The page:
Elizabeth Holmes Defrauded For Money And Fame

Elizabeth Holmes

Elizabeth Holmes has been charged with 12 frauds for her part in the now-defunct blood testing firm that was once worth $9 billion.

She is accused of misleading investors and patients by claiming Theranos could spot common illnesses using just a few drops of blood from a finger prick.

Her lawyers claimed that she was merely a naive businesswoman whose firm failed. Lance Wade, a lawyer for the defense said in his opening statement on Wednesday that failure is not a crime.

Elizabeth Holmes Denied All The Charges

 Ms. Holmes pleads innocent and denies all charges against her. She could face up to 20 years in prison if found guilty at the trial in San Jose, California.

Elizabeth Holmes founded Theranos in 2003 when she was 19 and was dubbed the world’s youngest self-made female billionaire and the “next Steve Jobs” thanks to her innovative technology.

However, she lost all respect in 2015 when it was found that her blood-testing devices did not work and Theranos was doing most of its testing on commercially available machines made by other manufacturers.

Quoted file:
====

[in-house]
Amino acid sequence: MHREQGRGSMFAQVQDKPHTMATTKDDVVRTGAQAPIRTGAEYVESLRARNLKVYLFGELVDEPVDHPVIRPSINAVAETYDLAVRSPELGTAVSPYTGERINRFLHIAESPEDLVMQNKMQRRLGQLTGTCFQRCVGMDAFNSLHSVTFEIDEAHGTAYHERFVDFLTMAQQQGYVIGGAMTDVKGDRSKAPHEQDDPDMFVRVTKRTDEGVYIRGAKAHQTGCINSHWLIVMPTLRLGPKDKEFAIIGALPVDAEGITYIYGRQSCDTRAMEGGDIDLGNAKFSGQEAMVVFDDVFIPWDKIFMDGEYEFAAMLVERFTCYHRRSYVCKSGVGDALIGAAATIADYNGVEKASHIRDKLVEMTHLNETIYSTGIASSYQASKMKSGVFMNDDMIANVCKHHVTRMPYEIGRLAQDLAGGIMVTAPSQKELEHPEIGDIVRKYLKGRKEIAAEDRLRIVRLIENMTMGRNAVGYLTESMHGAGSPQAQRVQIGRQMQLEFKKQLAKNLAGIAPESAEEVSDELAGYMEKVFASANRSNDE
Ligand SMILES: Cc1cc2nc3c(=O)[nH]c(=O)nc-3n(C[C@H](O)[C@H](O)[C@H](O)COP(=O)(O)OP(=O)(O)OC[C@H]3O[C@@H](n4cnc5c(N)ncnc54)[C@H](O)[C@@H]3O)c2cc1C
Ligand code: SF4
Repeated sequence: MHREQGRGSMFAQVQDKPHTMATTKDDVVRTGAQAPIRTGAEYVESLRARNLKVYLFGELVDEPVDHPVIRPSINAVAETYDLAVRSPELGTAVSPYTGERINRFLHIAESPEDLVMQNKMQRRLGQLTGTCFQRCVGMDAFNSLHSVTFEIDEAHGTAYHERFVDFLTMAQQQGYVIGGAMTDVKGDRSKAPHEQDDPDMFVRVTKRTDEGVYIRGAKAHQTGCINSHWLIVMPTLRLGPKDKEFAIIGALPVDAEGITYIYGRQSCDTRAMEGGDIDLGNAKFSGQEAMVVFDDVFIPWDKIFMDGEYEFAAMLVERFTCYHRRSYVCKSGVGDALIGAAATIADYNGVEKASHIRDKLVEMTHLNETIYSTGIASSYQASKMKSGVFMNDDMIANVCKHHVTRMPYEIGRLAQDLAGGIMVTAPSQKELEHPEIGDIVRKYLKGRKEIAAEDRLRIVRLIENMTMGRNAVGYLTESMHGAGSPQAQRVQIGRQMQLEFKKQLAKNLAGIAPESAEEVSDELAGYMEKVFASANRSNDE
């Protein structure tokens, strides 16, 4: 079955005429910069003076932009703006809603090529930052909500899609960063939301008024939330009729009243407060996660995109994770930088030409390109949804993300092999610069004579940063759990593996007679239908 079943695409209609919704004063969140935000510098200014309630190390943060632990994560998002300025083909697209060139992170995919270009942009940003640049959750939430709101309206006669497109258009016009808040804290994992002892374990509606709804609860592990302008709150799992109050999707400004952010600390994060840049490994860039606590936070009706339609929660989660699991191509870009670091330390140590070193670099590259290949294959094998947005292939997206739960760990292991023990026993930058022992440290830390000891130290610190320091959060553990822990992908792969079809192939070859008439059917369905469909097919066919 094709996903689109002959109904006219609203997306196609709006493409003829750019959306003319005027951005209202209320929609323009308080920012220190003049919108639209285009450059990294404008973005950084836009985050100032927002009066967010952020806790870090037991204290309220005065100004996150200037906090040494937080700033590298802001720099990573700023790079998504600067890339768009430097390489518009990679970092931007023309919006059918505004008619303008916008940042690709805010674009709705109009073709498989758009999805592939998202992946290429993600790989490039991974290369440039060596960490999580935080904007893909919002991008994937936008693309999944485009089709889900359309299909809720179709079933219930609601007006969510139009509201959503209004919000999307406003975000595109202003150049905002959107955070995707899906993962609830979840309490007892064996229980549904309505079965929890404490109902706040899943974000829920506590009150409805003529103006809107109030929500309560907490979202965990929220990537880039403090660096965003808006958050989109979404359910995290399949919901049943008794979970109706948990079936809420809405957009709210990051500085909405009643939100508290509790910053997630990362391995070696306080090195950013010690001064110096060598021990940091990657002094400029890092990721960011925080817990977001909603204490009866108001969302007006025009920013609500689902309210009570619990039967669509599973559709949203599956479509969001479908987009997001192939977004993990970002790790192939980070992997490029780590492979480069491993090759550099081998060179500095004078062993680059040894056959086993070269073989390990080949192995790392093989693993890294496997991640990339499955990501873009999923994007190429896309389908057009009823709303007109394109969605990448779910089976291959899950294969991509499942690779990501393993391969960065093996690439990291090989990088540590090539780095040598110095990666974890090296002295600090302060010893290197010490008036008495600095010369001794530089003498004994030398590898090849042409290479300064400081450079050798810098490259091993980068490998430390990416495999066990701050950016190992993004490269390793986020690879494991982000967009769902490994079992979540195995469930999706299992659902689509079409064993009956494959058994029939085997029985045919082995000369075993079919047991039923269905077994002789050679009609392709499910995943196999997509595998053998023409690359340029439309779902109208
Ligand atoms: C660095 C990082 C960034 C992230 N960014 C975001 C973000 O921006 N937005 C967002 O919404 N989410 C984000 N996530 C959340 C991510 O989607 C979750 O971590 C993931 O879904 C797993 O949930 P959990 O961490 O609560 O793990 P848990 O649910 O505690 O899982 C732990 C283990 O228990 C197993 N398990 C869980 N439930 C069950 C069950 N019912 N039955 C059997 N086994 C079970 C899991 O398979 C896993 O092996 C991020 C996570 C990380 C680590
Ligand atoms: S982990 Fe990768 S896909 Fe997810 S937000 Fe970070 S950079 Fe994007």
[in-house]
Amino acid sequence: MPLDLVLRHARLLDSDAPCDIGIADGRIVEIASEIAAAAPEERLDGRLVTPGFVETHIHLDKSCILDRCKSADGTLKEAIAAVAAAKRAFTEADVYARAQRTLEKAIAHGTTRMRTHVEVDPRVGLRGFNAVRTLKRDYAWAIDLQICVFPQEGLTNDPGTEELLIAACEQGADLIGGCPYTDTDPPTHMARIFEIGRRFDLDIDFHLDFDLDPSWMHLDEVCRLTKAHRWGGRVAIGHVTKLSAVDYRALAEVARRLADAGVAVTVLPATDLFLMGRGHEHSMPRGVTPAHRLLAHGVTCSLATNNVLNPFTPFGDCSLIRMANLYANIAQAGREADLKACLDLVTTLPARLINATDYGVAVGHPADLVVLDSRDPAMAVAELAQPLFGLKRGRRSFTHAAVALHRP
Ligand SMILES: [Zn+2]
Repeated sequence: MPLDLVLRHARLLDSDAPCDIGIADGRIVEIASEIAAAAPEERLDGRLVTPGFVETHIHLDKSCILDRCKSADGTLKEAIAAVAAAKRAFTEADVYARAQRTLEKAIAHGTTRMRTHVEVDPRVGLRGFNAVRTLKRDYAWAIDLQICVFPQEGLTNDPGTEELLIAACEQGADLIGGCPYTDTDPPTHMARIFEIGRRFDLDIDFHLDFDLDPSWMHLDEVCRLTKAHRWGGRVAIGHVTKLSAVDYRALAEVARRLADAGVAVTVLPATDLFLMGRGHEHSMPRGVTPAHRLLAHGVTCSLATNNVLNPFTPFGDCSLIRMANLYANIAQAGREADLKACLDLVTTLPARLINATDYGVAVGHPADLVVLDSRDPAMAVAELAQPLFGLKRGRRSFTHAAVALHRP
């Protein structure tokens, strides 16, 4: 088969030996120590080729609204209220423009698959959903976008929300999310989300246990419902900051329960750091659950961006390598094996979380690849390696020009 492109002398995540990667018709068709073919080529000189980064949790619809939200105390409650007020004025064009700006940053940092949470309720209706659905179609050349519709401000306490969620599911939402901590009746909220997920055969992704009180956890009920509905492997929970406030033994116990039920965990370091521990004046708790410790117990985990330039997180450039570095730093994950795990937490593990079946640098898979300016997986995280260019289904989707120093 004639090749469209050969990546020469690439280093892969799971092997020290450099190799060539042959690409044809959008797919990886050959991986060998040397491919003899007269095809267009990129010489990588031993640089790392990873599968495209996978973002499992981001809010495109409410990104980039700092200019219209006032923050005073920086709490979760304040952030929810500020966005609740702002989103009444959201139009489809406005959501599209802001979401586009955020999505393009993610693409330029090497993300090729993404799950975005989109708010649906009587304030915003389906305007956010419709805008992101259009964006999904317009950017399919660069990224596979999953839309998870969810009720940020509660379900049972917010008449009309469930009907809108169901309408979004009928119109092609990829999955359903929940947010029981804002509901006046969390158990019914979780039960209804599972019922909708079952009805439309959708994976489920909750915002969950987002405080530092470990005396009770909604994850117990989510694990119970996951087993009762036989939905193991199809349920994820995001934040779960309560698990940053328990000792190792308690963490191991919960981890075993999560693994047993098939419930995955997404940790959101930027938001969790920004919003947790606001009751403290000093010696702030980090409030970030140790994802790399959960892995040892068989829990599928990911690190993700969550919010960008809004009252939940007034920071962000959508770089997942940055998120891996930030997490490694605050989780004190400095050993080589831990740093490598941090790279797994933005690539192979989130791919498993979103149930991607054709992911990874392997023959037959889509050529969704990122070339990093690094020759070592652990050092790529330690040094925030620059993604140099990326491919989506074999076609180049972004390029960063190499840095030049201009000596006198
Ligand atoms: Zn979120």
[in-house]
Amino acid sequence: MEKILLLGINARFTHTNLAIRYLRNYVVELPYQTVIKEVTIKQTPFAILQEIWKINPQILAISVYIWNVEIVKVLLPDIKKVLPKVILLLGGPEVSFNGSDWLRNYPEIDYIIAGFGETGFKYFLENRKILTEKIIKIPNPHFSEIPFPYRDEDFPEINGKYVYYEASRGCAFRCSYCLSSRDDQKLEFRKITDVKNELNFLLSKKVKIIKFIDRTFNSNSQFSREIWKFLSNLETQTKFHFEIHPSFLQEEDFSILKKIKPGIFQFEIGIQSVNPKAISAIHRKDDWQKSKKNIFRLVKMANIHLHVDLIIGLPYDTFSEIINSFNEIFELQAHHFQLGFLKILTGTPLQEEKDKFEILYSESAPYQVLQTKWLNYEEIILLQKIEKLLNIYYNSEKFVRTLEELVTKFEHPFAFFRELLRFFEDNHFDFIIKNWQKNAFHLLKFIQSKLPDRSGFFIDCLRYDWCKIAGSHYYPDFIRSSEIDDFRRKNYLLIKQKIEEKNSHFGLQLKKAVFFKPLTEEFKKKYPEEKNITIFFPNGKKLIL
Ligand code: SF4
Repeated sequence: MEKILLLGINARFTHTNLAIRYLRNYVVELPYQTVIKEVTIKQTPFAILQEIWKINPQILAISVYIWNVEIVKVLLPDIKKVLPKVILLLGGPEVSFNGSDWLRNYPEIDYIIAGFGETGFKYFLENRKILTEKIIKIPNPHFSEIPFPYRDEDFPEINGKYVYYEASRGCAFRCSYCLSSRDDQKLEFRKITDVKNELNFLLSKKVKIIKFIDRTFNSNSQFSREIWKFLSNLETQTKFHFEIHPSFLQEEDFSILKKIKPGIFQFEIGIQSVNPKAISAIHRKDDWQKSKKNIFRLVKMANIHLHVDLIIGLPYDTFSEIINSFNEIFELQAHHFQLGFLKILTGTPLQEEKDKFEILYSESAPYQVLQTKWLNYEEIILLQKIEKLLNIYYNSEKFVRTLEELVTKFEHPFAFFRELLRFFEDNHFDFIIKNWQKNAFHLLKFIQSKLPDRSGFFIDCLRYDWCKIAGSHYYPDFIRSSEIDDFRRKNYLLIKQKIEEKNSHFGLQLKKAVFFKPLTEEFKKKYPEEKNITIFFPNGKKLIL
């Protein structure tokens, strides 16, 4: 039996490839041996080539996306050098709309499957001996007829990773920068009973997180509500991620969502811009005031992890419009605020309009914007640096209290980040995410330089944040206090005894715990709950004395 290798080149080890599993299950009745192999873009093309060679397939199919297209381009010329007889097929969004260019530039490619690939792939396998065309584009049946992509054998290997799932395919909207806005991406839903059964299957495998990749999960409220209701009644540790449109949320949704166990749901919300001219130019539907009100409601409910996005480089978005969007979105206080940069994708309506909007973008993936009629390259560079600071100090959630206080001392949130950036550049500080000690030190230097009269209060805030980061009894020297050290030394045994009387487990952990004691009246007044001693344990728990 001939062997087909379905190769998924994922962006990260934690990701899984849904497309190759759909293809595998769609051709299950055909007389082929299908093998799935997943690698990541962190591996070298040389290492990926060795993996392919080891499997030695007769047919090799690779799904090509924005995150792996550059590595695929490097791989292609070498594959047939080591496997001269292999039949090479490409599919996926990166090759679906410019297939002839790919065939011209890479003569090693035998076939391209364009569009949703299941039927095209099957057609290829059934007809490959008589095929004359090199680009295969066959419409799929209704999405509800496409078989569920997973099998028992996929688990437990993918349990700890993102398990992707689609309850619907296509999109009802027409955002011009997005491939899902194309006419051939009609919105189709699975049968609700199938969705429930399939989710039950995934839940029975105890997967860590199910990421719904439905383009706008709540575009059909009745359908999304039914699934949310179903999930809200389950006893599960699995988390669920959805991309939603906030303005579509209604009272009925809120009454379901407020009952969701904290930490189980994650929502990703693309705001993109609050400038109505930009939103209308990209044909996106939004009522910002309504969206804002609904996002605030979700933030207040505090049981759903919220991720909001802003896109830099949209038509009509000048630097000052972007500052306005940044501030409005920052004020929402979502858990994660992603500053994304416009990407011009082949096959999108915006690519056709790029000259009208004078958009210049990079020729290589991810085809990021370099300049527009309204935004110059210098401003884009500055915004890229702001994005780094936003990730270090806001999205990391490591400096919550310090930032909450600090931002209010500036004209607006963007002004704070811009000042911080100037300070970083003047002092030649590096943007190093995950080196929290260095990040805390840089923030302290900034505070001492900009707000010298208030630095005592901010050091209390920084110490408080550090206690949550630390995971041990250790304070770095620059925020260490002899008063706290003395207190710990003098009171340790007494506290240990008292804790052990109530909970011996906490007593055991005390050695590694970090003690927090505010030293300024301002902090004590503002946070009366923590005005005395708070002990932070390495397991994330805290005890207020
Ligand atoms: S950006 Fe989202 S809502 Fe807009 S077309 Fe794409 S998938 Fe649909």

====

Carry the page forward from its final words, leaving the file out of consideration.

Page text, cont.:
On Wednesday, prosecutor Robert Leach announced that Ms. Holmes and Mr. Balwani turned to fraud in 2009 after big pharmaceutical firms refused to support and invest in Theranos and they ran out of funds.

They duped various investors, to secure millions of dollars, by lying about the tests and exaggerating the firm’s performance between 2010 and 2015.

This included lying about the tests that had been vetted by the pharmaceutical giant Pfizer and that the technology was being used by the US military in the field, Mr. Leach said.

According to court filings released last month, Ms. Holmes has accused Mr. Balwani of abusing her emotionally and psychologically for years. Mr. Balwani has denied the claims.

Her lawyers have said she is very likely to take the witness stand and testify about how their relationship affected her mental state.

As boss of Theranos, Elizabeth Holmes has been charged with duping a host of powerful people who invested approximately $700m in the company including Henry Kissinger, Rupert Murdoch, and four-star general James Mattis.